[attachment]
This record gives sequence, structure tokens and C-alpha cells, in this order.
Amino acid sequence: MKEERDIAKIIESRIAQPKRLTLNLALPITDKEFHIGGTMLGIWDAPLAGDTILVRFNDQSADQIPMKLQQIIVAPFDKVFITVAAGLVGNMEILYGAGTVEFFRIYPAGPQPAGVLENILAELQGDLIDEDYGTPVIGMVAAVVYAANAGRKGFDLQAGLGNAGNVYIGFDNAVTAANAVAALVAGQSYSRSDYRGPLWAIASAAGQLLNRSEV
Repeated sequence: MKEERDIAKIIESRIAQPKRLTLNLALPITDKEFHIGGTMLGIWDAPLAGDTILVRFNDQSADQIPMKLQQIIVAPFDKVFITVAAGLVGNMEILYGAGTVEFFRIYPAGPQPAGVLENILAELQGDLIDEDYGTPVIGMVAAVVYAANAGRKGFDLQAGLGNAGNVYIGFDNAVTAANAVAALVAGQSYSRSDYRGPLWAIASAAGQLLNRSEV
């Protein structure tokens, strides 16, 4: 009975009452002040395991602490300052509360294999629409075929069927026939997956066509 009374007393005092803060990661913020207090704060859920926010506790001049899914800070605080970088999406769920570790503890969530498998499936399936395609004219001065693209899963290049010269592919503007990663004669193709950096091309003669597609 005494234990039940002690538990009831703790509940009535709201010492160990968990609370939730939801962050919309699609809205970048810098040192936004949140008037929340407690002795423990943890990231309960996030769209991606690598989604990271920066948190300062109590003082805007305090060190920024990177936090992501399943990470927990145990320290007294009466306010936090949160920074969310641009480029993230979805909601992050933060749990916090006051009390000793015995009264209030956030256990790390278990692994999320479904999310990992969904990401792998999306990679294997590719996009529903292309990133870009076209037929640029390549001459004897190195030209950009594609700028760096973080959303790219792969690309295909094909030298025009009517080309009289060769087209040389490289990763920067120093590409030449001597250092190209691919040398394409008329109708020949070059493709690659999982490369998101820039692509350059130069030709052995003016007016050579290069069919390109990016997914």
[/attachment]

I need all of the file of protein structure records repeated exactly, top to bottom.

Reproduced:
This record gives sequence, structure tokens and C-alpha cells, in this order.
Amino acid sequence: MKEERDIAKIIESRIAQPKRLTLNLALPITDKEFHIGGTMLGIWDAPLAGDTILVRFNDQSADQIPMKLQQIIVAPFDKVFITVAAGLVGNMEILYGAGTVEFFRIYPAGPQPAGVLENILAELQGDLIDEDYGTPVIGMVAAVVYAANAGRKGFDLQAGLGNAGNVYIGFDNAVTAANAVAALVAGQSYSRSDYRGPLWAIASAAGQLLNRSEV
Repeated sequence: MKEERDIAKIIESRIAQPKRLTLNLALPITDKEFHIGGTMLGIWDAPLAGDTILVRFNDQSADQIPMKLQQIIVAPFDKVFITVAAGLVGNMEILYGAGTVEFFRIYPAGPQPAGVLENILAELQGDLIDEDYGTPVIGMVAAVVYAANAGRKGFDLQAGLGNAGNVYIGFDNAVTAANAVAALVAGQSYSRSDYRGPLWAIASAAGQLLNRSEV
């Protein structure tokens, strides 16, 4: 009975009452002040395991602490300052509360294999629409075929069927026939997956066509 009374007393005092803060990661913020207090704060859920926010506790001049899914800070605080970088999406769920570790503890969530498998499936399936395609004219001065693209899963290049010269592919503007990663004669193709950096091309003669597609 005494234990039940002690538990009831703790509940009535709201010492160990968990609370939730939801962050919309699609809205970048810098040192936004949140008037929340407690002795423990943890990231309960996030769209991606690598989604990271920066948190300062109590003082805007305090060190920024990177936090992501399943990470927990145990320290007294009466306010936090949160920074969310641009480029993230979805909601992050933060749990916090006051009390000793015995009264209030956030256990790390278990692994999320479904999310990992969904990401792998999306990679294997590719996009529903292309990133870009076209037929640029390549001459004897190195030209950009594609700028760096973080959303790219792969690309295909094909030298025009009517080309009289060769087209040389490289990763920067120093590409030449001597250092190209691919040398394409008329109708020949070059493709690659999982490369998101820039692509350059130069030709052995003016007016050579290069069919390109990016997914």